Even my own foundation wouldn’t be possible without learning from the experiences of others.

This is why I would introduce my son to outspoken kids, because getting to know a person is the best foundation. Friendship is a great bond, and a perfect place to start asking — and discussing — big, personal questions.

But they are big conversations. So I think it’s important to keep language age-appropriate and accessible. When younger kids would ask about my son, I’d explain that his legs didn’t listen to him very well. (I learned that statement from a wheelchair user.)

It was also important for me to contextualize what that means.

"Much like prescription glasses help someone to see, a wheelchair helps someone get around."

His chair wasn’t a limitation — he also loved how it made him go very fast.

From there, we’d discuss their love of running and going very fast. Often they’d proclaim to be the fastest person ever! So I’d suggest that the two of them could have a race sometime.

It was always adorable, because you could see their little minds strategizing their future race.

My son’s wheelchair was an extension of his identity and a tool to help him do awesome things. To frame the purpose of a wheelchair as such helps another kid understand that it’s just another tool to help someone.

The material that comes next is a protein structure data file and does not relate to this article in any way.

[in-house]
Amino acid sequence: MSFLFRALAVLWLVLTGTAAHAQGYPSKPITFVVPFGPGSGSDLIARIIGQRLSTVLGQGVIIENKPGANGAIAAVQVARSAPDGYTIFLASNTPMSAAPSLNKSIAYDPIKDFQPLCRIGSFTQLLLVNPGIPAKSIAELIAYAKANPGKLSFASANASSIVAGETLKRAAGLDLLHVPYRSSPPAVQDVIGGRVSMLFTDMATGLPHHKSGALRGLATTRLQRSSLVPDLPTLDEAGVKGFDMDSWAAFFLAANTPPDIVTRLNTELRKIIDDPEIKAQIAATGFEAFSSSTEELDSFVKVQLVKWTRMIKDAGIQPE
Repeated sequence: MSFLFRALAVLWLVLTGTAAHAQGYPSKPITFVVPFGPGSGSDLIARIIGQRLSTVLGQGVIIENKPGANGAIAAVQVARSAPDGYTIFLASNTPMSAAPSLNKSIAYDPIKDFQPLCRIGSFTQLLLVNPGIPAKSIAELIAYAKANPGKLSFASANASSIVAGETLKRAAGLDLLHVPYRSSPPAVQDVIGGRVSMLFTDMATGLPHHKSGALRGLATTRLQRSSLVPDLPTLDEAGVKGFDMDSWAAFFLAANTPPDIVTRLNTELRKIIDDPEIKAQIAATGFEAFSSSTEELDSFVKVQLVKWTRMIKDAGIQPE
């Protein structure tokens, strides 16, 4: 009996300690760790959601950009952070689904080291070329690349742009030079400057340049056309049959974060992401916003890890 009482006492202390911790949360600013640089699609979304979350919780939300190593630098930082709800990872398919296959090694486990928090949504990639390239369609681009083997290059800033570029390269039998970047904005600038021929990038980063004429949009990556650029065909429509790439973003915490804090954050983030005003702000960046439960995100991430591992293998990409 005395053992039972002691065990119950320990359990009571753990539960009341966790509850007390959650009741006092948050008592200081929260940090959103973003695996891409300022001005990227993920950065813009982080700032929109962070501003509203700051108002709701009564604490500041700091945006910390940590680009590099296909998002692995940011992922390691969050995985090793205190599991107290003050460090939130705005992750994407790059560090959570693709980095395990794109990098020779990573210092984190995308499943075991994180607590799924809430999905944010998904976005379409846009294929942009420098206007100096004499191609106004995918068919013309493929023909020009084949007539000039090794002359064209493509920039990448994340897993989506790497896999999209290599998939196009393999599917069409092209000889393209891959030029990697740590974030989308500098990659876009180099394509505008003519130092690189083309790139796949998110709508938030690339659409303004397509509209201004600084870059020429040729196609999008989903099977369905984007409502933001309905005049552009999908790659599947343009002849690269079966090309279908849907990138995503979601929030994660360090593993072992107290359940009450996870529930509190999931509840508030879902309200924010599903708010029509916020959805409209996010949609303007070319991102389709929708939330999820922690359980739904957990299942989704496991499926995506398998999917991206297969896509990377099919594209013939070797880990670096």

Much like prescription glasses help someone to see, a wheelchair helps someone get around.

Both are assistive devices.


Parents who spend a lot of their time taking their child to specialists and doctors learn to talk like a doctor as a matter of survival.


Keeping The Conversation Rolling

What can help bolster these conversations in the future is investing in kids’ books that talk about and normalize disability.

There are plenty available for purchase that can help reinforce the idea that disability is something people will encounter throughout their lives.

Rather than making it an exceptional or uncomfortable topic that should be avoided, this is an opportunity to share how uniqueness and neurodiversity bring depth and richness to the world around us.

Kids’ books also often promote an understanding that disability is intersectional, that this is a subject that affects everyone at some point in their lives.

Disability can also be a great launching pad to talk about the subject of human rights, which I don't think is something readily approached across parenting circles. Canada is a signatory country of both the Convention on the Rights of the Child (CRC) as well as the Convention on the Rights of Persons with Disabilities. Both conventions affect children directly and offer them the right to have a voice. 

Approaching the subject of disability doesn’t have to be an experience where parents feel ill-equipped to even start the discussion.

When a parent decides to show their kids a bigger world, they also promote one that’s more inclusive.

Article Author Rae Martens
Rae Martens

Rae Martens is an aspiring writer from Calgary, Alberta. She spends her down time crocheting, attending university and hosts a podcast called, My Complex Parenting Podcast.